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October 28, 2019

Canada: Alberta issues budget 2019-20

Executive summary

On 24 October 2019, Alberta Finance Minister Travis Toews tabled the province’s fiscal 2019–20 budget. The budget contains several tax measures affecting individuals and corporations.

The Minister anticipates a deficit of CA$8.7b1 for 2019-20 and projects further deficits of $5.9b in 2020-21 and $2.6b in 2021-22. A surplus of $0.6b is projected in 2022-23.

The following is a brief summary of the key tax measures.

Detailed discussion

Business tax measures

Corporate tax rates

No changes are proposed to the corporate tax rates or the $500,000 small business limit.

Alberta’s 2019 and 2020 corporate tax rates are summarized in Table A.

Table A: Corporate tax rates 2019-20
Federal and Alberta combined
Federal and Alberta combined

Small-business tax rate*,**





General corporate tax rate***





* The small business rate and the general corporate rate are based on a 31 December year-end.

** The federal small business rate was reduced from 10.00% to 9.00% effective 1 January 2019.

*** Alberta is gradually reducing the province’s general corporate income tax rate from 12.00% to 8.00% by 2022. The general corporate tax rate is reduced to 11.00% effective 1 July 2019 and will continue to decrease by 1.00% every 1 January until 2022.

Other business tax measures

The Minister also proposed the following business tax measures:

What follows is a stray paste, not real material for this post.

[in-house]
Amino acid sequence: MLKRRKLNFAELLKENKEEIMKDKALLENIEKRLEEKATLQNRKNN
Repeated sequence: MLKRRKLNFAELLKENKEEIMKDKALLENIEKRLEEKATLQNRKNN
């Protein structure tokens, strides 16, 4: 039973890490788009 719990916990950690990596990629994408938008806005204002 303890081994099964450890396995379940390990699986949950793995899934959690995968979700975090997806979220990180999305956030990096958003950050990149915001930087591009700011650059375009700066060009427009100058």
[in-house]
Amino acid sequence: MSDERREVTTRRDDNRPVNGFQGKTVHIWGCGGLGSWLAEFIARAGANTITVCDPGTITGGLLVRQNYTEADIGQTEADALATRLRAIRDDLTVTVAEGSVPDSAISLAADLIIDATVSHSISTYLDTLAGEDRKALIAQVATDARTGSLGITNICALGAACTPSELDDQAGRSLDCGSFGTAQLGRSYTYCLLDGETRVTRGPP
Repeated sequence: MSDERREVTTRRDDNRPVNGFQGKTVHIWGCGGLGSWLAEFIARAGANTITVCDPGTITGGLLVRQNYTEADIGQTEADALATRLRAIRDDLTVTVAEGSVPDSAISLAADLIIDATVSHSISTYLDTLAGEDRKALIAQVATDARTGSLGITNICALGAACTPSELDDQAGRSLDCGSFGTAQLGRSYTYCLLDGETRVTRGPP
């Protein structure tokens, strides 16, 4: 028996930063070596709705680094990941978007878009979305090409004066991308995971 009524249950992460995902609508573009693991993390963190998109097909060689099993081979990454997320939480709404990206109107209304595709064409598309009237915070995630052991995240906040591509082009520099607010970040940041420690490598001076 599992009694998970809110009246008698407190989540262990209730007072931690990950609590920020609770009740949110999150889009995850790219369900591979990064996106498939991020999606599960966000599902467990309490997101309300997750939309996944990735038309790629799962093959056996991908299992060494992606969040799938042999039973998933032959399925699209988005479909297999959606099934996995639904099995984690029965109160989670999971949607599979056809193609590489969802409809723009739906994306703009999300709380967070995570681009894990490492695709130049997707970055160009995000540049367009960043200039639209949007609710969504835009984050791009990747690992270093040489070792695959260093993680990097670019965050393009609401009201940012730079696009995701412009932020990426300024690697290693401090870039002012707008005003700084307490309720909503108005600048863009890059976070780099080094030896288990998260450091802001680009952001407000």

• Enhanced capital cost allowance (CCA) regime (to parallel federal measures) for new capital assets to permit corporations to depreciate them more quickly for tax purposes. Corporations will be able to immediately claim the full cost of manufacturing and processing equipment and clean energy generation equipment. Corporations will also be eligible to claim up to three times the normal first-year CCA rate related to other capital investments. The resource sector will be able to claim a first-year deduction of one and a half times the amount of qualifying development expenses. These measures begin to phase out in 2023 and will be completely eliminated by 2027.
  • The elimination of five tax credits:
    • Scientific Research and Experimental Development Tax Credit (SR&ED)
    • The Alberta Investor Tax Credit (AITC)
    • Community Economic Development Corporation Tax Credit (CEDTC)
    • Capital Investment Tax Credit
    • Interactive Digital Media Tax Credit
  • The SR&ED credit will be eliminated starting in 2020, with expenses incurred after 31 December 2019 being no longer eligible.
  • For the other targeted credits, no new approvals will be granted after 24 October 2019. Businesses already approved under the AITC or the CEDTC have until 31 December 2019 to raise capital for these credits. Corporations and individuals will still be able to claim any unused credits, where applicable.

Personal tax

Personal income tax rates

The budget does not include any changes to personal income tax rates.

The 2019 and 2020 Alberta personal tax rates are summarized in Table B.

Table B: Alberta personal tax rates 2019-20
First bracket rate
Second bracket rate
Third bracket rate
Fourth bracket rate
Fifth bracket rate

$0 to $131,220

$131,221 to $157,464

$157,465 to $209,952